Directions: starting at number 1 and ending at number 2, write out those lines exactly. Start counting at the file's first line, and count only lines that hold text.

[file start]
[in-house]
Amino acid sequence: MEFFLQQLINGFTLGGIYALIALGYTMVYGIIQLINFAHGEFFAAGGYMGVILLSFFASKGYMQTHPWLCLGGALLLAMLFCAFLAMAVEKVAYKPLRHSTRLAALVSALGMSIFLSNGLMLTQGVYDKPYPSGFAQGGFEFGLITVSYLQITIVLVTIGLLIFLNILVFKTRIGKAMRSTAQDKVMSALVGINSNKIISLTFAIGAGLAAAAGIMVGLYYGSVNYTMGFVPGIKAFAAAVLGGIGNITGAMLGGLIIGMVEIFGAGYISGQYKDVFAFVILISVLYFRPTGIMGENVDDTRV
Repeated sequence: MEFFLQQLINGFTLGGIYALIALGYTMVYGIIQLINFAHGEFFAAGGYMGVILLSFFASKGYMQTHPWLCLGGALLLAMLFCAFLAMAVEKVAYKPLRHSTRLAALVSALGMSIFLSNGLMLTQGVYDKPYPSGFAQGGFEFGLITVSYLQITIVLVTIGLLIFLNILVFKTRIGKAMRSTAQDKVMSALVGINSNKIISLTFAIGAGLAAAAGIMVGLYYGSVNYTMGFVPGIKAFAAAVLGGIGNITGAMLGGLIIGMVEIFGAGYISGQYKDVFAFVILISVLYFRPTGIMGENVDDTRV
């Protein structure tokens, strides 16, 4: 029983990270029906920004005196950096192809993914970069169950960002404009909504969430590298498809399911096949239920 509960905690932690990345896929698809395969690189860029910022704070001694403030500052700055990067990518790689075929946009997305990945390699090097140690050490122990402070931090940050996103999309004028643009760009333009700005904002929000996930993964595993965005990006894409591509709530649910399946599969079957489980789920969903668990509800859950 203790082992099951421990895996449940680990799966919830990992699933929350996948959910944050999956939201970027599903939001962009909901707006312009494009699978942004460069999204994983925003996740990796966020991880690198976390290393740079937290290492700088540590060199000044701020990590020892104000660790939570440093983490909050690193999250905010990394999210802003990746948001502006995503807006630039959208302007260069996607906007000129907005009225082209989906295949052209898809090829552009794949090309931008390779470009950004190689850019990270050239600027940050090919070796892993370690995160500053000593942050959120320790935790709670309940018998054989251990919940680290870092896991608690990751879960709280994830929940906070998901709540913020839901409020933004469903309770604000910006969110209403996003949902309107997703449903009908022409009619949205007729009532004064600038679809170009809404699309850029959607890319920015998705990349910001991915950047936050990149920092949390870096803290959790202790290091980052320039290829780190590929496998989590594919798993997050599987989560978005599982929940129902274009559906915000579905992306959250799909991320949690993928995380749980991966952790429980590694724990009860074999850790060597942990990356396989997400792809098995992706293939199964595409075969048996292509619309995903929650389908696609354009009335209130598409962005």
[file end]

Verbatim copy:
[in-house]
Amino acid sequence: MEFFLQQLINGFTLGGIYALIALGYTMVYGIIQLINFAHGEFFAAGGYMGVILLSFFASKGYMQTHPWLCLGGALLLAMLFCAFLAMAVEKVAYKPLRHSTRLAALVSALGMSIFLSNGLMLTQGVYDKPYPSGFAQGGFEFGLITVSYLQITIVLVTIGLLIFLNILVFKTRIGKAMRSTAQDKVMSALVGINSNKIISLTFAIGAGLAAAAGIMVGLYYGSVNYTMGFVPGIKAFAAAVLGGIGNITGAMLGGLIIGMVEIFGAGYISGQYKDVFAFVILISVLYFRPTGIMGENVDDTRV